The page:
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That House The committee, which is investigating the January 6 uprising at the Capitol, has agreed to postpone its attempt to obtain hundreds of pages of records from the Trump administration, holding them at the request of the White House.
The postponement is in response to concerns from the Biden White House that the release of all Trump administration documents requested by the committee could compromise national security and executive privileges.
President Biden has repeatedly rejected former President Trump’s general efforts to cite executive privileges to block the release of documents around that day. But Bidens White House is still working with the committee to protect some documents from being handed over.
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Trump is appealing to the Supreme Court to try to block the National Archives and Records Administration, which maintains the custody of the documents from his time in office, from giving them to the committee.
The agreement to keep some records from the Trump era away from the committee is commemorated in a letter Dec. 16 from the White House attorney’s office. It mostly screens records that do not involve the events of January 6, but which were covered by the committee’s extensive request for documents from Trump’s White House about the events of that day.
Dozens of pages created on January 6 do not relate to the attack on the Capitol. Other documents involve sensitive preparations and deliberations in the National Security Council. Biden officials were concerned that if these sides were handed over to Congress, it would set a cumbersome precedent for the executive, regardless of who is president.
Still other documents are highly classified, and the White House asked Congress to work with the federal agencies that created them to discuss their release.
“The documents for which the committee has agreed to withdraw or postpone its request do not appear to be relevant to the White House’s preparations for or response to the events of 6 January, or to efforts to: overturn the election or otherwise impede peaceful transfer of power, “Deputy Attorney General Jonathan Su wrote in the White House in one of two letters to the committee, which The Associated Press received on Tuesday.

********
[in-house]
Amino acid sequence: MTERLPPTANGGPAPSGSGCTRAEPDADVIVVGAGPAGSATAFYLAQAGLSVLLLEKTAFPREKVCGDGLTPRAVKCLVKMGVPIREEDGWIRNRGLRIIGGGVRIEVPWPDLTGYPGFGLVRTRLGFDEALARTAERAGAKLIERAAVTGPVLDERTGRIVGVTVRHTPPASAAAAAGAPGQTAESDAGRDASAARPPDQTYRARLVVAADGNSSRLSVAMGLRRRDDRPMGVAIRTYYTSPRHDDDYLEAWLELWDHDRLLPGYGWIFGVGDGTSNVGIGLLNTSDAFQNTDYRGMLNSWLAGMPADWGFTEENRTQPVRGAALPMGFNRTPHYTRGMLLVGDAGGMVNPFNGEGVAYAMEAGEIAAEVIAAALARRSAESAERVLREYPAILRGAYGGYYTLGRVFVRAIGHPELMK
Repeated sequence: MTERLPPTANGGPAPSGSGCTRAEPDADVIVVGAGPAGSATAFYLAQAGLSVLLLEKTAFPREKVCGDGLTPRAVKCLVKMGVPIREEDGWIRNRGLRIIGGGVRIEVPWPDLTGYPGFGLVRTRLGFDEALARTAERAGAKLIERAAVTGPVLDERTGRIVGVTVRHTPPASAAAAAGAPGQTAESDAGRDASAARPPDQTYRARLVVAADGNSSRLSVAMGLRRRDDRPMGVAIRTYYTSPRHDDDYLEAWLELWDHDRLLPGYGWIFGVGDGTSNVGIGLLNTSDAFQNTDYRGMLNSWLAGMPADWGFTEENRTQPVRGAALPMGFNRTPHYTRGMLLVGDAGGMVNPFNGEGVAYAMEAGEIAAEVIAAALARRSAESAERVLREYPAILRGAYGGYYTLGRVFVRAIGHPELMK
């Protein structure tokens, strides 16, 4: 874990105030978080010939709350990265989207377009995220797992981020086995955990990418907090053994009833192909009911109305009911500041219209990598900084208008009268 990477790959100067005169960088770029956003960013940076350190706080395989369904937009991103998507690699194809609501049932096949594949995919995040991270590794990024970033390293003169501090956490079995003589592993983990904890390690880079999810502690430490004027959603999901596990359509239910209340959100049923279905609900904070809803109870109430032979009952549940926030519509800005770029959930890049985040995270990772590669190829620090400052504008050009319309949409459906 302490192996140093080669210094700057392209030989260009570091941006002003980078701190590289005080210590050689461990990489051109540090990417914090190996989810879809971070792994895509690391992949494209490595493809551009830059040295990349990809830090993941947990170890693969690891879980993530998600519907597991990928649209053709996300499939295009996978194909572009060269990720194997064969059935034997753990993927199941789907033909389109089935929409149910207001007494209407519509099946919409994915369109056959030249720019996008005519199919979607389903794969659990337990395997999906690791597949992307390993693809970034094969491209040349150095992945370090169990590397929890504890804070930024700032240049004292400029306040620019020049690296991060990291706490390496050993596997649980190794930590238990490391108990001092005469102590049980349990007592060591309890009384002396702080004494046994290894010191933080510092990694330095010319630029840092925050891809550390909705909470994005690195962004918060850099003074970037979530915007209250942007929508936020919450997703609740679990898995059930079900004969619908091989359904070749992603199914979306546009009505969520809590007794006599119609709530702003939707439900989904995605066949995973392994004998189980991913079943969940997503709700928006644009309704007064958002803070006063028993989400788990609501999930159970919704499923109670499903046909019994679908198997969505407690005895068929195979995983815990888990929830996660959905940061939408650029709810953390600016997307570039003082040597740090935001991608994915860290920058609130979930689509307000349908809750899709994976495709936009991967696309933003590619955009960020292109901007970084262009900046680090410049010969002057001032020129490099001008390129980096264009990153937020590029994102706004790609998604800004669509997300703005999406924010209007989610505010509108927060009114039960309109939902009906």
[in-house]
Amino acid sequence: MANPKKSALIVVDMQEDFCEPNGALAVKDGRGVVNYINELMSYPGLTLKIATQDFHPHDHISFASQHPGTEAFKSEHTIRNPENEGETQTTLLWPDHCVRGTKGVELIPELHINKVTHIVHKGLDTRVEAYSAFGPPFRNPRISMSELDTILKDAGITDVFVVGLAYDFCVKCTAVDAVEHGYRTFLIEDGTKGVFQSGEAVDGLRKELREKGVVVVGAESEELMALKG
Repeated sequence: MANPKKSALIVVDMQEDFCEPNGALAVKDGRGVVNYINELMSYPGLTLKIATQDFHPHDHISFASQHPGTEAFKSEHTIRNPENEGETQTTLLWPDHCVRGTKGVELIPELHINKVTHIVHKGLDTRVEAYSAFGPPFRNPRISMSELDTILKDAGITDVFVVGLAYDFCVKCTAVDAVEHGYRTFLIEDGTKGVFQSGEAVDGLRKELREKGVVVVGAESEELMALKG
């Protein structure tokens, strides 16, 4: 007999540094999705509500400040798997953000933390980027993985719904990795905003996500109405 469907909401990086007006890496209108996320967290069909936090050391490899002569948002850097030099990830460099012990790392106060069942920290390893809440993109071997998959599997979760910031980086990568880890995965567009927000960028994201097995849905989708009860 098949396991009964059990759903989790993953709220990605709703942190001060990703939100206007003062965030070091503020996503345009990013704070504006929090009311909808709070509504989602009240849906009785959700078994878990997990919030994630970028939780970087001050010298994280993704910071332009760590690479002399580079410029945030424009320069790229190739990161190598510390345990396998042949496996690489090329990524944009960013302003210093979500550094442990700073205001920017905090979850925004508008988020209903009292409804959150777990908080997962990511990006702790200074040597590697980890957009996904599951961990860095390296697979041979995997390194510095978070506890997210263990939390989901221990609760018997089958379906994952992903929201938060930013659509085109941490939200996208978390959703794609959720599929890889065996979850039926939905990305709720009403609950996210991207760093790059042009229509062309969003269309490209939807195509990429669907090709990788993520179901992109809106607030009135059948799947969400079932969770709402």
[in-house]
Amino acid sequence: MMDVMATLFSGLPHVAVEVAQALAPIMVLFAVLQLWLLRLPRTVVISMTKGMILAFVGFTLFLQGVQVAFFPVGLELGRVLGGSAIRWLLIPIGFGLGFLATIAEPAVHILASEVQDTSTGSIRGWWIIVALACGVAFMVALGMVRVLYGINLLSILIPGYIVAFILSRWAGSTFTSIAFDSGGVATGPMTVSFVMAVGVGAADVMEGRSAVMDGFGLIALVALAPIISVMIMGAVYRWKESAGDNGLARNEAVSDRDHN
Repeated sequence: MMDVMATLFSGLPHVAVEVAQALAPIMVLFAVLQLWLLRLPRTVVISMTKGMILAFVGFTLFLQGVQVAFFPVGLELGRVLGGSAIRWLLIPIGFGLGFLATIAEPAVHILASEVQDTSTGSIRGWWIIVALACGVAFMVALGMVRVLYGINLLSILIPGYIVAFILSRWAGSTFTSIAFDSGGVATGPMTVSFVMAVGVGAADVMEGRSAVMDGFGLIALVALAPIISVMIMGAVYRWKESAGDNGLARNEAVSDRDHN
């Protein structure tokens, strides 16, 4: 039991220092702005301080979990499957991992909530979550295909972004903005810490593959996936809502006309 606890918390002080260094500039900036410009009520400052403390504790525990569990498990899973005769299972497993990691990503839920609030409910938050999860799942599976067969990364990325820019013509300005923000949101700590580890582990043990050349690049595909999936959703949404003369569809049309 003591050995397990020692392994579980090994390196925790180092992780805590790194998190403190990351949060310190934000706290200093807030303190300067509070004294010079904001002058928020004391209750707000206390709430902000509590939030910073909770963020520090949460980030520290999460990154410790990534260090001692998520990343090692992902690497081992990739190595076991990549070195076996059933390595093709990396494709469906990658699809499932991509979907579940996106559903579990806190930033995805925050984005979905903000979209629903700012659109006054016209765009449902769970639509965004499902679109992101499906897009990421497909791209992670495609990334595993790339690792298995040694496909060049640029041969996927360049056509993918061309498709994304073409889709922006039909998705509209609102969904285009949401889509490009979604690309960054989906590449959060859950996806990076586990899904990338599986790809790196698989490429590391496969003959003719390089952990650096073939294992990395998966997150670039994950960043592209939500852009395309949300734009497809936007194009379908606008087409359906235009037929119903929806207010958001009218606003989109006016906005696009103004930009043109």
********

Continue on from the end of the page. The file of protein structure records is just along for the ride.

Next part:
Su wrote that for the committee, withholding the documents “should not compromise its ability to complete its critical investigation quickly.”
Committee spokesman Tim Mulvey said: “The committee has agreed to postpone actions on certain items as part of the accommodation process, as was the case with a previous tranche of items. The committee has not withdrawn its request for these records and will continue to do so. to engage with the executive to ensure that the committee has access to all the information relevant to our inquiry. ”
For the past several months, the National Archives has been sending tranches of documents to the White House and to Trump’s lawyers to determine if they contain privileged information. Trump has raised both broad objections to the publication of the documents as well as specific concerns about certain documents.
The National Archives has said the records Trump wants to block include the president’s diaries, visitor logs, draft speeches, handwritten notes “relating to the events of Jan. 6” from former Chief of Staff Mark Meadows’ files and “a draft executive order on the subject of election integrity. ”
Biden has repeatedly denied Trump’s claims of executive privilege over those documents, including in a letter sent Dec. 23 regarding about 20 pages of documents.
“The President has determined that an allegation of executive privilege is not in the best interests of the United States and therefore is not justified,” White House adviser Dana Remus reiterated in a recent letter.
Trump has gone to court to block the document releases. A federal appeals court ruled this month on Trump, and he has filed an appeal to the Supreme Court, though the Supreme Court has not yet decided whether to take up the case.
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Judge Patricia Millett, who wrote to the court in her statement on Dec. 9, said Congress had a “clear vital interest” in studying the events of Jan. 6, and Biden had made a “carefully reasoned” decision that the documents were in the public interest. and the executive privilege should therefore not be invoked. Trump also failed to show any damage that would be done by the release of the requested records, Millett wrote.
“In the case before us, former President Trump has not provided any basis for this court to override President Biden’s judgment and the agreement and adjustments made between the political departments over these documents,” the statement said.